The First Commandment: The Soul(2)

The First Commandment: The Soul’s Redemption

lamb of God
picture courtesy of Pintrest

The apostle Peter would hear none of it. Minutes earlier, he confessed Jesus to be the Christ, the anointed one to save Israel from all her enemies. And now, Jesus told him and the others he would be rejected and killed. The one could not happen if the second came to pass. Peter, so much as told Jesus he was wrong. It wouldn’t and couldn’t happen. In not listening, Peter missed Jesus’ words about rising again in three days.

Jesus knew Peter looked and listened through a worldly perspective. After rebuking Peter, Jesus explained the cost and the effect of keeping a godly perspective on the value of a soul. Jesus had taught the disciples earlier that life is more than what we eat or wear. He reiterated the teaching with an explanation and a question for them to answer and us to consider.

“Whosoever will come after me,

let him deny himself,

and take up his cross,

and follow me.

For whosoever will save his life shall lose it;

but whosoever shall lose his life

for my sake and the gospel’s

the same shall save it.

For what shall it profit a man,

if he shall gain the whole world,

and lose his own soul?

Or what shall a man give in exchange for his soul?”

Mark 8:34-38, KJV

The soul houses the heart, mind, and strength of our new spiritual life. It reflects who we are and whose we are, through the lives we live.

The soul is our immortal inner being that lives forever in eternal death or eternal life, depending on whom we surrender it to in love.

Jesus quoted God-given words of Moses to a questioning lawyer.

He began like this—“HEAR, O ISRAEL; THE LORD OUR GOD IS ONE LORD: AND THOU SHALT LOVE THE LORD THY GOD WITH ALL THY HEART …

AND WITH ALL THY SOUL,

(from Mark 12:29,30)KJV

In the beginning, Adam and Eve possessed access to eternal life, through the tree of life. Satan deceived Eve into believing she didn’t need God’s way to life, because if she ate of the forbidden tree, she would be like God. God is the source of life. Adam chose to exchange his eternal promise of life for eternal death. Death entered his soul.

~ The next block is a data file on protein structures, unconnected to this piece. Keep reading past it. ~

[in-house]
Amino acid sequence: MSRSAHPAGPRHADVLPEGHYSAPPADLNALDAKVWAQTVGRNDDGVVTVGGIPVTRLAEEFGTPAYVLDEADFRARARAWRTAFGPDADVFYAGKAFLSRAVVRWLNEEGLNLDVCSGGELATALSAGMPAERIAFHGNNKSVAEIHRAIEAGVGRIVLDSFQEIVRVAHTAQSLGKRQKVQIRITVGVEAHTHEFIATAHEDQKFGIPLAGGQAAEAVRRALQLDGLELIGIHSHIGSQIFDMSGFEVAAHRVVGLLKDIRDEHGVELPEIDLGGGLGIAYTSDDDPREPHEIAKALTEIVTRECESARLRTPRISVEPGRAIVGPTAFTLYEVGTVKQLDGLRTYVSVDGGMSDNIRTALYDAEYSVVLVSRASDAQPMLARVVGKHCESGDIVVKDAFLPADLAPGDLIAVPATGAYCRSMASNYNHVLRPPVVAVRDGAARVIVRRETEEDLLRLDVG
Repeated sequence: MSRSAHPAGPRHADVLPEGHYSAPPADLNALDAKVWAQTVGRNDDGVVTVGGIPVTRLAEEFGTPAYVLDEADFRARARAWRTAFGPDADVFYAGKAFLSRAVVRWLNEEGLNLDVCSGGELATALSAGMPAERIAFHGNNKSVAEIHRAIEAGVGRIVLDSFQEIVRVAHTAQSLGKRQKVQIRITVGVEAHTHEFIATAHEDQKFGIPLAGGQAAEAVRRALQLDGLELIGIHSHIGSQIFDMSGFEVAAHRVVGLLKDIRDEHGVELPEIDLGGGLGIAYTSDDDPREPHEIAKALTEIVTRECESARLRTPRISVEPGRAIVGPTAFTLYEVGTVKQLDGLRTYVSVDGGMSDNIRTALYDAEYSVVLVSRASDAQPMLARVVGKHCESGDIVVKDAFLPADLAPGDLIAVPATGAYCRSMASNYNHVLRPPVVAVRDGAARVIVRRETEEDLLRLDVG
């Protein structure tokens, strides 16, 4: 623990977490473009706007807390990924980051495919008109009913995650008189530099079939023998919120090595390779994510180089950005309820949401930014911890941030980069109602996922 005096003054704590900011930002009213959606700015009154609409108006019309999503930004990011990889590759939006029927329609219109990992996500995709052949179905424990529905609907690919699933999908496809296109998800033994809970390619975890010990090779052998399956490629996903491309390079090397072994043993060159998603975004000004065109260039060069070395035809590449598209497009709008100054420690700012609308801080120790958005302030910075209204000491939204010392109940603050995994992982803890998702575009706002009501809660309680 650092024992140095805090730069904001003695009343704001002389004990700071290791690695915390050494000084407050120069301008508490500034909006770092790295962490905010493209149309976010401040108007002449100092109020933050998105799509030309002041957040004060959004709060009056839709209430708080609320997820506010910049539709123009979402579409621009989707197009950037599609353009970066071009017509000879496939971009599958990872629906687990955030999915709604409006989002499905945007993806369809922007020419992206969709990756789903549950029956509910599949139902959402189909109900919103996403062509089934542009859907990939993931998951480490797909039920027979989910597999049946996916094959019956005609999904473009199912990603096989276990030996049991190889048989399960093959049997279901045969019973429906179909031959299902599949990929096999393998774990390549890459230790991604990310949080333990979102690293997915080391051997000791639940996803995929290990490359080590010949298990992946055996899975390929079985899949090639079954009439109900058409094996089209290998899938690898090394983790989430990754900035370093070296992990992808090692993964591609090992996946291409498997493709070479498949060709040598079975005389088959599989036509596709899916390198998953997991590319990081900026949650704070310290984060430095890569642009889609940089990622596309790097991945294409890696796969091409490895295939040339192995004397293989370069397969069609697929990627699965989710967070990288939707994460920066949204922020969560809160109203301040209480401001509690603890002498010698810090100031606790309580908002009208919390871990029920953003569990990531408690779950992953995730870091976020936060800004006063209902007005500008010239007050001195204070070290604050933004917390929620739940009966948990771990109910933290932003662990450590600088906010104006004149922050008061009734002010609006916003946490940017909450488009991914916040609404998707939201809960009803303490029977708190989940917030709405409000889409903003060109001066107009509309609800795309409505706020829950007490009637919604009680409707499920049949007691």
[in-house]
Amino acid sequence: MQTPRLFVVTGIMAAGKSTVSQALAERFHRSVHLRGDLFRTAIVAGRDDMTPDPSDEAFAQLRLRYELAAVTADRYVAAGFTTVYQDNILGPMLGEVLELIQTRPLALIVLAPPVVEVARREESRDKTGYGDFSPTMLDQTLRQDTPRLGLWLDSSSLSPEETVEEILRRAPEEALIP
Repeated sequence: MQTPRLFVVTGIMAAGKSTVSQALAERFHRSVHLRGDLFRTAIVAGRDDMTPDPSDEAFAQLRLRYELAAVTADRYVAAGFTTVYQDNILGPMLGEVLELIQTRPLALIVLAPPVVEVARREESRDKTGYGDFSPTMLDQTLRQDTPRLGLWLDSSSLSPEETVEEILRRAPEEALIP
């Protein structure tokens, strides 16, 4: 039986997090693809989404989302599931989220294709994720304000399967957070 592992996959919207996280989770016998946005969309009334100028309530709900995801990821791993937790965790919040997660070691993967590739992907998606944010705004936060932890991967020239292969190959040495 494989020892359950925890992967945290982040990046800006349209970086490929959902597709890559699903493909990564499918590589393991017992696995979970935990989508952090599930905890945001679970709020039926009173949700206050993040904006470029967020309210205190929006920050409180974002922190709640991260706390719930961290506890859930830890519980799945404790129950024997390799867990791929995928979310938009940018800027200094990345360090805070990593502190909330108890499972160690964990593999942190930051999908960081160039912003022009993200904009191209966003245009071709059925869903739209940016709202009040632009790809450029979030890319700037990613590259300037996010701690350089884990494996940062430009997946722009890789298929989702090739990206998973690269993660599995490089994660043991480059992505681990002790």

In life there is a battle fought between God and Satan for our soul. God seeks our soul out of love and the desire to give us back eternal life. Satan seeks our soul out of hatred for God and the desire to devour our soul in eternal death.

“Be sober, be vigilant:

because your adversary the devil, as a roaring lion,

walketh about, seeking whom he may devour …

The thief cometh not, but for to steal, and to kill, and to destroy:

I am come that they might have life,

and that they might have it more abundantly.

I am the good shepherd:

the good shepherd giveth his life for the sheep.”

(1 Peter 5:8; John 10:10-11, KJV)

Our soul means nothing to the devil but a tool to hurt the God who loves us. His eternal destiny is sealed. Keeping us from returning to God, and destroying our soul in the here and now, is his only source of pleasure.

The worth of our soul, our life, is found in giving God possession of our soul as he meant it in the beginning. God showed us our soul’s worth in sacrificing his Son, his only Son, that we might have life.

“In whom we have redemption through his blood,

the forgiveness of sins, according to the riches of his grace …

For ye are bought with a price:

therefore glorify God

in your body,

and in your spirit,

which are God’s …

The LORD redeemeth the soul of his servants:

and none of them that trust in him shall be desolate.”

(Ephesians 1:7; 1 Corinthians 6:20; Psalm 34:22, KJV)

Our soul’s redemption cost Jesus his blood.

  • He took up his cross and demands us to do the same.
  • He surrendered his soul into the Father’s keeping—and was raised from the dead.
  • Jesus set the standard—exercising love for the Father through surrendering all his soul to him and
  • Turning away from the body’s natural lust for self control.

This is an all or nothing opportunity. Our salvation is immediate when by faith we receive him as our Redeemer. But it takes a lifetime to learn to live giving God the love of all our heart and all our soul. Thankfully, he is patient with us and will complete the work he has begun in us. In this,

“I will praise thee … O Holy One of Israel.

My lips shall greatly rejoice when I sing unto thee;

and my soul, which thou hast redeemed.

My tongue also shall talk of thy righteousness all the day long …”